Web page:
Let's call it Review Envy.
I'm reviewing Jabra's new REVO Wireless headphones, as useful and as stylish a pair of headphones as you could hope to put on your head, but I really want to be reviewing Jabra's REVO headphones, which don't have the wireless connection but which have this one cool feature that could be the best party trick ever.
The Danish electronics house, more famous for its Bluetooth mobile phone headsets, is getting into the entertainment audio business in a big way. At the Mobile World Congress in Barcelona, it just announced three pairs of funky new headphones/earphones: the two aforementioned headphones, one of which uses a Bluetooth connection back to your phone, and one which doesn't; and the Jabra VOX ear-phones which are like regular in-ear earphones except a whole lot groovier and feature Dolby Digital Plus audio.
It's the Bluetooth ones we've had in the Labs. These $299 headphones can be used so many ways, it's nuts. They work as high-quality stereo Bluetooth headphones for your mobile phone, as you'd expect. They work as high-quality corded headphones (as shown in the picture above) for non-Bluetooth devices when you plug in an orange cord with 3.5mm headphone jacks on each end. And they work as USB headphones for your PC when you plug in a different orange cable, that has a micro USB jack at the Jabra end, and a USB plug at the PC end. (That's also how you charge them, via USB.)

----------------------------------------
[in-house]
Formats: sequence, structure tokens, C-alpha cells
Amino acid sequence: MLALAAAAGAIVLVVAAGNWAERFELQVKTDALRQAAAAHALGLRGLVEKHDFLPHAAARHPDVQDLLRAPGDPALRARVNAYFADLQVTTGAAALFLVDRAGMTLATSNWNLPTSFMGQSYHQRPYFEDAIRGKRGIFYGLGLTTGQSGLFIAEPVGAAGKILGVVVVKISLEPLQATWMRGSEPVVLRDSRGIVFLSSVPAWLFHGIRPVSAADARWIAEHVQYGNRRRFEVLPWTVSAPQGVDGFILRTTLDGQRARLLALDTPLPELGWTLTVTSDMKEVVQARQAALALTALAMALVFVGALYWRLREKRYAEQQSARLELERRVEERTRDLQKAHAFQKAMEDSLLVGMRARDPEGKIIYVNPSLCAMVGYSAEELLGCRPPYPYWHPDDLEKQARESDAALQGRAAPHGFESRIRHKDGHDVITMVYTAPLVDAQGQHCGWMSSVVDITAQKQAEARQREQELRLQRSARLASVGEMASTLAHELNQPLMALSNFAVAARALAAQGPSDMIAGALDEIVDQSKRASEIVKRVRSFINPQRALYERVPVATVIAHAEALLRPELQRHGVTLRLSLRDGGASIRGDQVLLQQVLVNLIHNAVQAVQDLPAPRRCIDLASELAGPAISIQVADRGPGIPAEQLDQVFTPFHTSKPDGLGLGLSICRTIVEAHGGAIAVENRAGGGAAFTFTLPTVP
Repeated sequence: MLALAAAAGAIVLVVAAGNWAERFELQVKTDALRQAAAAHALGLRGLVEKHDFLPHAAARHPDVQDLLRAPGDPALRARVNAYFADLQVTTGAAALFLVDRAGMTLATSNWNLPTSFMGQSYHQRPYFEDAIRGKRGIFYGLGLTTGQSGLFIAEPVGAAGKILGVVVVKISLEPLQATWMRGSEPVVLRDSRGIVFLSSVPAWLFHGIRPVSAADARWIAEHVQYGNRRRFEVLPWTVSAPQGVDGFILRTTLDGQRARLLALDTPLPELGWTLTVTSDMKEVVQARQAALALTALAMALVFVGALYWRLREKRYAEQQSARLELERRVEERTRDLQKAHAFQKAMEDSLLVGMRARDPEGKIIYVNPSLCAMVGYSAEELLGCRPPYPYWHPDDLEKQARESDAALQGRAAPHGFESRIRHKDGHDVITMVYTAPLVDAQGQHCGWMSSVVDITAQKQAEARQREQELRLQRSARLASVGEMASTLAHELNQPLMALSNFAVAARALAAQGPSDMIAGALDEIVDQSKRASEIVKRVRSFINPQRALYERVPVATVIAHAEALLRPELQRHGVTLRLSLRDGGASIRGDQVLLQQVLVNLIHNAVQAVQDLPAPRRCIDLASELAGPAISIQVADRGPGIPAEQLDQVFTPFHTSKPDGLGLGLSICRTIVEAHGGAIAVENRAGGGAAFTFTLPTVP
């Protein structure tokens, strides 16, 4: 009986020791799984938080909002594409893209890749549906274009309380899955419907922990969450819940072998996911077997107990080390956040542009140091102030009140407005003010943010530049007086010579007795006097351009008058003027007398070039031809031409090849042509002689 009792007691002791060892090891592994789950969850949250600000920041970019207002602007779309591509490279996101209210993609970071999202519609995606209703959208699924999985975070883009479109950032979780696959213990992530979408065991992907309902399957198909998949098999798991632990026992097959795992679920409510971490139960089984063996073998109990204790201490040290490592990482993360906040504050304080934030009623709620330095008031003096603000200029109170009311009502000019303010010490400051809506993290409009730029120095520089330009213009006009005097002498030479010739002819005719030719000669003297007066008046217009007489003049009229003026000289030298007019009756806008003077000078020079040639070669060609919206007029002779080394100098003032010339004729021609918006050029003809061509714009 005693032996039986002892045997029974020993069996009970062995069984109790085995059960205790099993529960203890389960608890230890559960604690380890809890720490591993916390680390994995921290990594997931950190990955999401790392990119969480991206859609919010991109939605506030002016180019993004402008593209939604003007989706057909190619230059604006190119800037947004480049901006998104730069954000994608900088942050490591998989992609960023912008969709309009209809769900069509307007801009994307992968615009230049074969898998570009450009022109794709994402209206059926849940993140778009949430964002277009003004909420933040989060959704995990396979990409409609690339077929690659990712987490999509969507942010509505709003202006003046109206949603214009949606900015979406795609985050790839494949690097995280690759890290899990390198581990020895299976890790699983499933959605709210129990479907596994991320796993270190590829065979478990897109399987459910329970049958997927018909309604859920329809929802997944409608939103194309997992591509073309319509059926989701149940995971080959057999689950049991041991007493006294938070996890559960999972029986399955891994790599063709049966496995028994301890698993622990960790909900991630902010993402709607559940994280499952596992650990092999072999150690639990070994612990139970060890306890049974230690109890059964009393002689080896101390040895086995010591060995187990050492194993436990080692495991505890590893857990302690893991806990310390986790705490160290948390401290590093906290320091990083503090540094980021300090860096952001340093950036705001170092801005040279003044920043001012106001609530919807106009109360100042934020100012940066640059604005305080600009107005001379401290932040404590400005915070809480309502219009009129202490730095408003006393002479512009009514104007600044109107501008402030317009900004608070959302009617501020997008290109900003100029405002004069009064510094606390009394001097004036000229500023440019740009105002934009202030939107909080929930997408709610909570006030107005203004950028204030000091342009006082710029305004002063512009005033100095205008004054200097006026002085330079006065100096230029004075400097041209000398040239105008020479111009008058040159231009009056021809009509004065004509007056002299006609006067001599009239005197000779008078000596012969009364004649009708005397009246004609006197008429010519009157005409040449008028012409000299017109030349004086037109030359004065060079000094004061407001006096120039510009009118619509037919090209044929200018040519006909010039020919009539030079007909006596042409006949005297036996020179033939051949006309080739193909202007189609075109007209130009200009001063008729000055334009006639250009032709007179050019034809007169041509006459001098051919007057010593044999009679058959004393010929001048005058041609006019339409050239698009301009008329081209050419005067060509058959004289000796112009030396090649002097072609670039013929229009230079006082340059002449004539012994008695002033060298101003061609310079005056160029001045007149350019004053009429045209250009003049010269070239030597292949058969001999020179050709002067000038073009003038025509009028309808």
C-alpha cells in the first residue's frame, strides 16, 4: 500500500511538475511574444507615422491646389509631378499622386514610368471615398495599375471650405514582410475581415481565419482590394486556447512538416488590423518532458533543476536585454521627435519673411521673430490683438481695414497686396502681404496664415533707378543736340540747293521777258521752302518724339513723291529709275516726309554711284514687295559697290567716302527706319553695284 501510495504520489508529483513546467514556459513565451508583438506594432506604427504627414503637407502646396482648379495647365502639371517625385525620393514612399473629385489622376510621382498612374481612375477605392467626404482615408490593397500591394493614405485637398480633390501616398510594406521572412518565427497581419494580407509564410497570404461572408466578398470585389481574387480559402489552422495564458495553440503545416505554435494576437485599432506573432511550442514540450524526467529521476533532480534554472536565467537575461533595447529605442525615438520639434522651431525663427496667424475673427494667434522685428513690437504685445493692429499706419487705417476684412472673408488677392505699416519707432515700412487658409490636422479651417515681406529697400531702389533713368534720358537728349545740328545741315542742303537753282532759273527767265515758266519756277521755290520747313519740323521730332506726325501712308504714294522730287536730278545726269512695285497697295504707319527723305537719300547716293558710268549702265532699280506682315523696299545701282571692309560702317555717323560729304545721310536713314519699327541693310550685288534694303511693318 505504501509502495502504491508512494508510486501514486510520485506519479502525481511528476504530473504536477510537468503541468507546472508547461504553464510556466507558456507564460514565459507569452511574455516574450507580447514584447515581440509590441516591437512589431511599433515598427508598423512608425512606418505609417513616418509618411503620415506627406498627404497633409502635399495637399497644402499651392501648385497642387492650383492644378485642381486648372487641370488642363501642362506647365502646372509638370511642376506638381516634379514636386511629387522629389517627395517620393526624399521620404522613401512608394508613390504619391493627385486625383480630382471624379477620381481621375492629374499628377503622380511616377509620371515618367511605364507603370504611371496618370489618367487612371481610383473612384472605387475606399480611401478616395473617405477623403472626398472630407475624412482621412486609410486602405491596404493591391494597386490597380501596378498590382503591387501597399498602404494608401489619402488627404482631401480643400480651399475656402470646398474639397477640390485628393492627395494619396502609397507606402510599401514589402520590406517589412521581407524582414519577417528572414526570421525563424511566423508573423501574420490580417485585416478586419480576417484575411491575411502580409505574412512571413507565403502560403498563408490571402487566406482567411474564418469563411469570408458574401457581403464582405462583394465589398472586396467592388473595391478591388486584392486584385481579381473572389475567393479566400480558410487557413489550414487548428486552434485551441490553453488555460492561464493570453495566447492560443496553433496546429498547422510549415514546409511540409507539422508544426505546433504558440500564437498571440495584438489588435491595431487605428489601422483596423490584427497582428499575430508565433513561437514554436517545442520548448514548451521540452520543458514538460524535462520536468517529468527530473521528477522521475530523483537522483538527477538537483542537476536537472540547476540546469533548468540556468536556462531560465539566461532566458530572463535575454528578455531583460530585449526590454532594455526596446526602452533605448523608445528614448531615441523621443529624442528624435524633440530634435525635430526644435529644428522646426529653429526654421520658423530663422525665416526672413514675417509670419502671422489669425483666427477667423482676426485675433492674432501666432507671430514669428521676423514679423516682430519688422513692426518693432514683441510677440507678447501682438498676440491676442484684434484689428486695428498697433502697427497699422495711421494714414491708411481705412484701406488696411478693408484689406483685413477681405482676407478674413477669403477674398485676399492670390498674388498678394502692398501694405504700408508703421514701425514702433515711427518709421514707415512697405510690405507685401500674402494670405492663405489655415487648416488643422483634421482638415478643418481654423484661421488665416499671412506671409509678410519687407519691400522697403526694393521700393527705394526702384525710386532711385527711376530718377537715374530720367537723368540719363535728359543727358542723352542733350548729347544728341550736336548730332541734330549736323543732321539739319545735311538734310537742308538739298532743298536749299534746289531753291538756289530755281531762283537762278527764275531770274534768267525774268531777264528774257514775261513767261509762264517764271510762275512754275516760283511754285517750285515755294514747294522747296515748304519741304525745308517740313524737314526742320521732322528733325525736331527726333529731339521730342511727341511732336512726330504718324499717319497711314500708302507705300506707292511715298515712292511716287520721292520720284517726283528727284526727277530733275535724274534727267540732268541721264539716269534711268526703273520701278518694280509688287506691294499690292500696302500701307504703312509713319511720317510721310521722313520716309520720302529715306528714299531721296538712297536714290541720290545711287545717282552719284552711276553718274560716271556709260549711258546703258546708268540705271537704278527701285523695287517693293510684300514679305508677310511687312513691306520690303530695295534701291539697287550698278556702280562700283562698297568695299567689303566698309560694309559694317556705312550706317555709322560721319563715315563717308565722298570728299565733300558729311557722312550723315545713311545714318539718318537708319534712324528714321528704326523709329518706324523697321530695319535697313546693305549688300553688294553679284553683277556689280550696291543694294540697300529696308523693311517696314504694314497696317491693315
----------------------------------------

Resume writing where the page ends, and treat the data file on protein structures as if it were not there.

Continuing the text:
Pairing the REVO Wireless with a mobile phone is easy, especially if you're pairing a modern mobile phone that has NFC. The REVOs have NFC, too, so all you have to do is tap the phone against the left headphone of the REVO, and (all going well, which it did on four out of the four phones we tested it on) abracadabra they're paired. A lot of manufacturers are coming out with NFC in their phones nowadays, and other headphone makers, such as Sony, are starting to come out with NFC in their headphones, and given how easy it makes Bluetooth pairing, it's pretty clear NFC is the way things are going to go.
Now, audiophiles might scoff at the idea of using Bluetooth for a stereo audio connection - technically it shouldn't be quite as good as a corded audio connection - but in our tests, we really couldn't hear any difference. In my case, that could be because I'm a little deaf in one ear, but I don't think so. In my good ear there were none of the clicks and pops you sometimes get with a Bluetooth stereo connection: just pure sound, indistinguishable from the when I used the cord.
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